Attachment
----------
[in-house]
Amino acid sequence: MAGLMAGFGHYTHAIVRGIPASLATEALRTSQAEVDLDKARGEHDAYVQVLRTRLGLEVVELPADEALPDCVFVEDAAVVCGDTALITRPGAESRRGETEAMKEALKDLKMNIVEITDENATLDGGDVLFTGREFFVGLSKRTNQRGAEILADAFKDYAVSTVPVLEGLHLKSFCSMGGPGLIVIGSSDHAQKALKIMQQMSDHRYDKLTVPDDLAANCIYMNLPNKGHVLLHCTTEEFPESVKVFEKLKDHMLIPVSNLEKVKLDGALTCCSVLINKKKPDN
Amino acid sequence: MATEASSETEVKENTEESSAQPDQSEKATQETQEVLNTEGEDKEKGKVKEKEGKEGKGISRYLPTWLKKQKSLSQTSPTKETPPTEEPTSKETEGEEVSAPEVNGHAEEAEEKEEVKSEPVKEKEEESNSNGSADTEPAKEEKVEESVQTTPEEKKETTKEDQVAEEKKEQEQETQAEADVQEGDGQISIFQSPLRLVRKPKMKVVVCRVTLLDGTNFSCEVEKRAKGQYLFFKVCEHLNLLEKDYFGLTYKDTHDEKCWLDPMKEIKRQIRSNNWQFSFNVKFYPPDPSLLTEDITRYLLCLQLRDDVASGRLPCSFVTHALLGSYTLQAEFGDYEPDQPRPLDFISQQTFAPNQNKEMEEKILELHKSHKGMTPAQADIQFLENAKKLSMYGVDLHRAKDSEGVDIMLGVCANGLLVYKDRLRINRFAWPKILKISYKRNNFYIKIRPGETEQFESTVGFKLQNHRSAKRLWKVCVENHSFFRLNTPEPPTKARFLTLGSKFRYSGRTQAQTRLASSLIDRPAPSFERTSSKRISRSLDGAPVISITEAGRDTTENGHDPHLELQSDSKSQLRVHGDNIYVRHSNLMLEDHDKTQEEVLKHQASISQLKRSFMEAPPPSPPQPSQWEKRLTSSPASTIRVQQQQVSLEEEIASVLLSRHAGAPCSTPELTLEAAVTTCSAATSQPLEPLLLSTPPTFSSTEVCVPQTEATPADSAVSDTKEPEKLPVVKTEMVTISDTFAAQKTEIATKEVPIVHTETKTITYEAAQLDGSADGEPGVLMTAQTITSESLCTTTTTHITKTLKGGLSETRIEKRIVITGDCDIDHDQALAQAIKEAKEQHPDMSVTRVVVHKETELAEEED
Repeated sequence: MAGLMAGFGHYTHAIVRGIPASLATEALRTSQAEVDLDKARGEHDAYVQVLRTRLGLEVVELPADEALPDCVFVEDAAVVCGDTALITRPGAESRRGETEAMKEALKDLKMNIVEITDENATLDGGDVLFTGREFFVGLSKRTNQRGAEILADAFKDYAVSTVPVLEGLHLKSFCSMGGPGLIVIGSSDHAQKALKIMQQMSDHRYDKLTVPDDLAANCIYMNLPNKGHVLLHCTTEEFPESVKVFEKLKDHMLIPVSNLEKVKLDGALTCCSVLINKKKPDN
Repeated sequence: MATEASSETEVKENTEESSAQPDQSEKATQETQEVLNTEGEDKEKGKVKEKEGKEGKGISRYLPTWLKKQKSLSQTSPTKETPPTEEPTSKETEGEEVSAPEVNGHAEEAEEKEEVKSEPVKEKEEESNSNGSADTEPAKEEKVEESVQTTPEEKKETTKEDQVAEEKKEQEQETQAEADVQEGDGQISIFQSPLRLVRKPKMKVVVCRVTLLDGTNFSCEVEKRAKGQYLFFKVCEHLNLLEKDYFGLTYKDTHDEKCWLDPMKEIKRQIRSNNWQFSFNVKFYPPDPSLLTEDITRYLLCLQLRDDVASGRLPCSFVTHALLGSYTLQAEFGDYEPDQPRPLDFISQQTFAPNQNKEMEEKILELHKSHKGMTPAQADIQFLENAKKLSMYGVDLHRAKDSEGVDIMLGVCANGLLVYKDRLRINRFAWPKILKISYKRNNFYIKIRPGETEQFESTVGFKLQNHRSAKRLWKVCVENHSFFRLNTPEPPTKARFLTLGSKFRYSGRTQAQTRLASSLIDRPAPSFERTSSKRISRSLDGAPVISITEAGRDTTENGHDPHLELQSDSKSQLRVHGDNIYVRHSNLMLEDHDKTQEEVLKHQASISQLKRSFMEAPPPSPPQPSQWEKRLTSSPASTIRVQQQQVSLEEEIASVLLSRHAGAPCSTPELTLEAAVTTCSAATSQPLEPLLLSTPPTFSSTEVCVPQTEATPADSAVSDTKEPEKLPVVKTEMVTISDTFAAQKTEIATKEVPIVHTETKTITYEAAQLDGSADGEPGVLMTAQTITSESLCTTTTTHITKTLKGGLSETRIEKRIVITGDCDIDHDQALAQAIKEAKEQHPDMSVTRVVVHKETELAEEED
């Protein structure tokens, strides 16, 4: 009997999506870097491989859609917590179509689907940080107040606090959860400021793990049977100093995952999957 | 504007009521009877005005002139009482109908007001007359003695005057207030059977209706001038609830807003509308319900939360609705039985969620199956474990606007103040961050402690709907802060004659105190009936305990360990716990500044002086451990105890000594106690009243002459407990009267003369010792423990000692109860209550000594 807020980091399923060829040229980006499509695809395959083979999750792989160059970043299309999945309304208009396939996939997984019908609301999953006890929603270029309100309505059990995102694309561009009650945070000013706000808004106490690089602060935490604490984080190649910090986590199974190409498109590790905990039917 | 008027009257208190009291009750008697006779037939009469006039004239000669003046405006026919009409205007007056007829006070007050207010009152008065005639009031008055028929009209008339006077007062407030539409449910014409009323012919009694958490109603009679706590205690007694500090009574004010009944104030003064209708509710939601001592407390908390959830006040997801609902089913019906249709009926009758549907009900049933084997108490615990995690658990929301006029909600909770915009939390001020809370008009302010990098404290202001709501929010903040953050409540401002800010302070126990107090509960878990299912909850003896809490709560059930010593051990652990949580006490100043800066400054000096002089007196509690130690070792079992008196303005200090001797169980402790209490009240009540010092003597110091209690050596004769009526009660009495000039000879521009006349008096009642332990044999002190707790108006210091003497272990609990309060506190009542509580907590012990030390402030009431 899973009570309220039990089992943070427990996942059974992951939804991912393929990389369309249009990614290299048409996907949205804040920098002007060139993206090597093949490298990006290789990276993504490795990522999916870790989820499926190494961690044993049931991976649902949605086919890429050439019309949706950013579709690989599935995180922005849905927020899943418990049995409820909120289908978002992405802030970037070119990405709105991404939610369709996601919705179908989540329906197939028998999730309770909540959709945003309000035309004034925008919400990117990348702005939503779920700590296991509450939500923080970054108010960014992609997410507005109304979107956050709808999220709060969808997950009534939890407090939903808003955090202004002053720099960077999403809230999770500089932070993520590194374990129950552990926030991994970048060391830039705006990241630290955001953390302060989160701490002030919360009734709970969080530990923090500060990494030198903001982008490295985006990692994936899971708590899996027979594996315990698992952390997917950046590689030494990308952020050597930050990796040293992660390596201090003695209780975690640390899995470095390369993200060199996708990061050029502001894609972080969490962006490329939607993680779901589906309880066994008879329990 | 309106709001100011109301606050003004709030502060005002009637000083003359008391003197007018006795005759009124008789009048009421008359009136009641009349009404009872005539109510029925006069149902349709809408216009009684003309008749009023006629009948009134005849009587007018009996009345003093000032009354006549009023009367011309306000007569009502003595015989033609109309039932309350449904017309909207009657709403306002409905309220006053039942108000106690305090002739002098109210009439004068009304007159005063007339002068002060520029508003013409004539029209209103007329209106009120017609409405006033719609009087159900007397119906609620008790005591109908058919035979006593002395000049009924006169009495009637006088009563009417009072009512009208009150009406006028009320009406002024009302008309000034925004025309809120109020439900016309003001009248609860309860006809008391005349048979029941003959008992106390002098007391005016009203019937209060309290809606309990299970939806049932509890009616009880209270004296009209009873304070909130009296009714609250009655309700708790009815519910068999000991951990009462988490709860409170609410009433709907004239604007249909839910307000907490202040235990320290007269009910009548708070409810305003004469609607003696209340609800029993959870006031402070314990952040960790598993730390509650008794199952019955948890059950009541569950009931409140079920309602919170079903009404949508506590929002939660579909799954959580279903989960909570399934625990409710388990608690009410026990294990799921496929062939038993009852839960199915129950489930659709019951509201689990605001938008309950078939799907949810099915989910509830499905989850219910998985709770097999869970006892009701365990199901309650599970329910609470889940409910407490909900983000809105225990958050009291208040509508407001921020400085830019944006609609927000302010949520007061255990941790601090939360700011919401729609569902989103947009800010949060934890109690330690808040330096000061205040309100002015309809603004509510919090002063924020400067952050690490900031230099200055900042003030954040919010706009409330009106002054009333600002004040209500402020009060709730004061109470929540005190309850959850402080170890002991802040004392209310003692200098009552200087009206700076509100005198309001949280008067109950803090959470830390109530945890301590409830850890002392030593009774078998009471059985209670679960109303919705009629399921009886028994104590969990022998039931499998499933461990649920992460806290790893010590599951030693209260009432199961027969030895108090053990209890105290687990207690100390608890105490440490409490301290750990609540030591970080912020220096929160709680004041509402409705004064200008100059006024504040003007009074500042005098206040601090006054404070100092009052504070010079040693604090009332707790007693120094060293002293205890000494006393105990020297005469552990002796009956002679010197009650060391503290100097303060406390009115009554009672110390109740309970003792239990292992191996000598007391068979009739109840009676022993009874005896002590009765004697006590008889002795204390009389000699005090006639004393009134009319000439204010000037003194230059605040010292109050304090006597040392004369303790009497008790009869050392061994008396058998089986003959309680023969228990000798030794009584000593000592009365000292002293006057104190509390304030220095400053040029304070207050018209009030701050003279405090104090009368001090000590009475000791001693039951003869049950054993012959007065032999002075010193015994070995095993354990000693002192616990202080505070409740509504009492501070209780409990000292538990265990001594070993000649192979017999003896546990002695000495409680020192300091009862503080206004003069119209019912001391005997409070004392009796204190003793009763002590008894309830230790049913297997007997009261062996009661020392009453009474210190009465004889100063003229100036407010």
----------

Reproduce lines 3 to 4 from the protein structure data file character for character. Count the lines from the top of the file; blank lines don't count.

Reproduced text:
Amino acid sequence: MATEASSETEVKENTEESSAQPDQSEKATQETQEVLNTEGEDKEKGKVKEKEGKEGKGISRYLPTWLKKQKSLSQTSPTKETPPTEEPTSKETEGEEVSAPEVNGHAEEAEEKEEVKSEPVKEKEEESNSNGSADTEPAKEEKVEESVQTTPEEKKETTKEDQVAEEKKEQEQETQAEADVQEGDGQISIFQSPLRLVRKPKMKVVVCRVTLLDGTNFSCEVEKRAKGQYLFFKVCEHLNLLEKDYFGLTYKDTHDEKCWLDPMKEIKRQIRSNNWQFSFNVKFYPPDPSLLTEDITRYLLCLQLRDDVASGRLPCSFVTHALLGSYTLQAEFGDYEPDQPRPLDFISQQTFAPNQNKEMEEKILELHKSHKGMTPAQADIQFLENAKKLSMYGVDLHRAKDSEGVDIMLGVCANGLLVYKDRLRINRFAWPKILKISYKRNNFYIKIRPGETEQFESTVGFKLQNHRSAKRLWKVCVENHSFFRLNTPEPPTKARFLTLGSKFRYSGRTQAQTRLASSLIDRPAPSFERTSSKRISRSLDGAPVISITEAGRDTTENGHDPHLELQSDSKSQLRVHGDNIYVRHSNLMLEDHDKTQEEVLKHQASISQLKRSFMEAPPPSPPQPSQWEKRLTSSPASTIRVQQQQVSLEEEIASVLLSRHAGAPCSTPELTLEAAVTTCSAATSQPLEPLLLSTPPTFSSTEVCVPQTEATPADSAVSDTKEPEKLPVVKTEMVTISDTFAAQKTEIATKEVPIVHTETKTITYEAAQLDGSADGEPGVLMTAQTITSESLCTTTTTHITKTLKGGLSETRIEKRIVITGDCDIDHDQALAQAIKEAKEQHPDMSVTRVVVHKETELAEEED
Repeated sequence: MAGLMAGFGHYTHAIVRGIPASLATEALRTSQAEVDLDKARGEHDAYVQVLRTRLGLEVVELPADEALPDCVFVEDAAVVCGDTALITRPGAESRRGETEAMKEALKDLKMNIVEITDENATLDGGDVLFTGREFFVGLSKRTNQRGAEILADAFKDYAVSTVPVLEGLHLKSFCSMGGPGLIVIGSSDHAQKALKIMQQMSDHRYDKLTVPDDLAANCIYMNLPNKGHVLLHCTTEEFPESVKVFEKLKDHMLIPVSNLEKVKLDGALTCCSVLINKKKPDN